I'm anxious to see what others will say about fondant swags on buttercream. I can't imagine that would work! The buttercream would mess up as soon as you touch the swags to it, wouldn't it? You would have to reposition it and that wouldn't work with buttercream, right?



This is why I apply swags, dots, swirls, flowers, whatever at all, even the main layer of fondant to a firmly chilled cake. That way, no you aren't dinging and denting the cake at all. If you do ding it a bit, another trip into the fridge and a small hot spatula smoothed over it does the trick!
post #38 of 82
I think its easier to apply fondant to a chilled cake. SO is that the right size Jamie.....12 8 6 or a smaller square?
post #39 of 82
6 round, 8 square, 12 round. It is skirting dangerously close to looking like a 10" on the bottom though. But maybe not. If it were a 10" round on bottom, it could be extended with more icing and thicker fondant, and the 8" square above could be shrunk a bit with less icing and thinner fondant, making it fit just snugly. But, it's probly a 12" like everyone suggests.
post #40 of 82
This is still for a 50 serving cake? Double servings?

if you had your own tv show what would be your favorite commercial/sponsor

i think i'd like ghirardelli and hershey for starters...

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if you had your own tv show what would be your favorite commercial/sponsor

i think i'd like ghirardelli and hershey for starters...

Reply
post #41 of 82
Thread Starter 
I told her that if she still wants to go with a 3 tier - it would be way more than 50 servings. she is thinking about a 2 tier, but has not gotten back to me yet.

If she goes with a two tier - I am wondering, should I suggest two round tiers, or would the round bottom tier and square top tier would still look good by themselves??
post #42 of 82
Sure they would.
post #43 of 82
I think a 10x6x4 round square round is a very cute cake--close to the right amount--but yah gotta tell, her prepare her for the petiteness--y'know upcharge for the fewer servings I mean if it doesn't hit your minimum--but it's fun to make a petite cake. Less is more or something.

if you had your own tv show what would be your favorite commercial/sponsor

i think i'd like ghirardelli and hershey for starters...

Reply

if you had your own tv show what would be your favorite commercial/sponsor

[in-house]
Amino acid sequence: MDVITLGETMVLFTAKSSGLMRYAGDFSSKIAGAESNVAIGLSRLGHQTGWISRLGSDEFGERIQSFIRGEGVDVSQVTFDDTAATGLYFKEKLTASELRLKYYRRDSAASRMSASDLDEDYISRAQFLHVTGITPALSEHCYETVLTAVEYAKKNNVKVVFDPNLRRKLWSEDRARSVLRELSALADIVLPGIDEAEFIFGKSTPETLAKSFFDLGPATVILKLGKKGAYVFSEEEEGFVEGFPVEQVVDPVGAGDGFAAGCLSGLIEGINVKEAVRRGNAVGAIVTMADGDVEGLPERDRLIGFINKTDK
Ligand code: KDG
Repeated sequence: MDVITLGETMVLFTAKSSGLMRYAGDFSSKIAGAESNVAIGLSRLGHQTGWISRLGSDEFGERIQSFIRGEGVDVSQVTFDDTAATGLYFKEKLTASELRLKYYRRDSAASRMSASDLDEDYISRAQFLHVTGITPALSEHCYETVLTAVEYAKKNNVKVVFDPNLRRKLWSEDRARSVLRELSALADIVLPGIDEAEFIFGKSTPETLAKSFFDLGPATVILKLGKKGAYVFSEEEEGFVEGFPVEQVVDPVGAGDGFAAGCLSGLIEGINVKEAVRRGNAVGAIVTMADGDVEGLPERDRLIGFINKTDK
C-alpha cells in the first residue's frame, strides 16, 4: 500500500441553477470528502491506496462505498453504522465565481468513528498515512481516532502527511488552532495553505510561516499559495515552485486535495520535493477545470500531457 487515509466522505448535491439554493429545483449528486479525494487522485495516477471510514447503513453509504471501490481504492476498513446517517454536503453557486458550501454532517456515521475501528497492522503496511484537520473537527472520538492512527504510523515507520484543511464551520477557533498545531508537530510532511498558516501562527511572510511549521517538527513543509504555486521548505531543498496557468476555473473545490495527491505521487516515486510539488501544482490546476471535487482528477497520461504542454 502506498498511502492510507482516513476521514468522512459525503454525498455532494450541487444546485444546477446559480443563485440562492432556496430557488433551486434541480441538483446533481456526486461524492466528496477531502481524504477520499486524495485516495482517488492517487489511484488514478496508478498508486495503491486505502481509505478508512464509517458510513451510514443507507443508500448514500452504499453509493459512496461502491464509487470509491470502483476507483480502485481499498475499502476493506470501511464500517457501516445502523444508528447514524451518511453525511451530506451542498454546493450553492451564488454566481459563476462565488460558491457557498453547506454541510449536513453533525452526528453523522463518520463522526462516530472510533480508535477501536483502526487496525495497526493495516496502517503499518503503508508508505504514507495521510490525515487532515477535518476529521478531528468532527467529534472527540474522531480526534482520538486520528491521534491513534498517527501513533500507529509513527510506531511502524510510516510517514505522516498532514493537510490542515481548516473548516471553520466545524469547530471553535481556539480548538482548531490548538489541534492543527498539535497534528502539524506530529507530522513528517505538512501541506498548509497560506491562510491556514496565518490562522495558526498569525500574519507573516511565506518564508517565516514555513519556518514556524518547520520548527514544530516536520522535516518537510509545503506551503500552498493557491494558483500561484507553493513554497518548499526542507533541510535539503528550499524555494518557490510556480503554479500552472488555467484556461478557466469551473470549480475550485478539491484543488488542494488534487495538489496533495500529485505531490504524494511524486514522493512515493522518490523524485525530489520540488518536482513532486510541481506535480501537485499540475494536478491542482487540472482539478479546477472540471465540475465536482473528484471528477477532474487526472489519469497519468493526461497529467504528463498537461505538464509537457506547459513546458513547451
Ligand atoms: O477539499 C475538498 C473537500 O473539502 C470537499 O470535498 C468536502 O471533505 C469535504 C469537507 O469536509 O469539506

i think i'd like ghirardelli and hershey for starters...

Reply
post #44 of 82
Very well said Indydebi! Thank you!
It's so easy to second guess yourself, and to sell yourself short when you're beginning and learning. You're right same cake, same work and when you're practicing it takes longer to get it just right.
Us newbies, have a lot of trial and error ahead of us, but thanks to everyone here at CC will avoid a lot of that.

By the way Bellesmom, is there a Costco near you, flowers are always cheaper there, their roses come in bouquets of 2 dozens, last time I bought roses there I payed $16. Saves you time too, if you don't have to make flowers. And by looking your picture of the cake , it looks like you may keep a dozen for yourself!
post #45 of 82
[quote="makeminepink"]I'm anxious to see what others will say about fondant swags on buttercream. I can't imagine that would work! The buttercream would mess up as soon as you touch the swags to it, wouldn't it? You would have to reposition it and that wouldn't work with buttercream, right?[/quote]

Meh, I do a lot of fondant swags on buttercreme. But you're right, you've only got one shot to get it on there. Have to be right the first time!
Answers to the most often asked questions re: SPS. SPS instructions are on Page 15 of the Sticky at the top of the Cake Decorating Forum. Supplies can be ordered from Oasis Supply, Global or BakeryCrafts.
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Answers to the most often asked questions re: SPS. SPS instructions are on Page 15 of the Sticky at the top of the Cake Decorating Forum. Supplies can be ordered from Oasis Supply, Global or BakeryCrafts.
Reply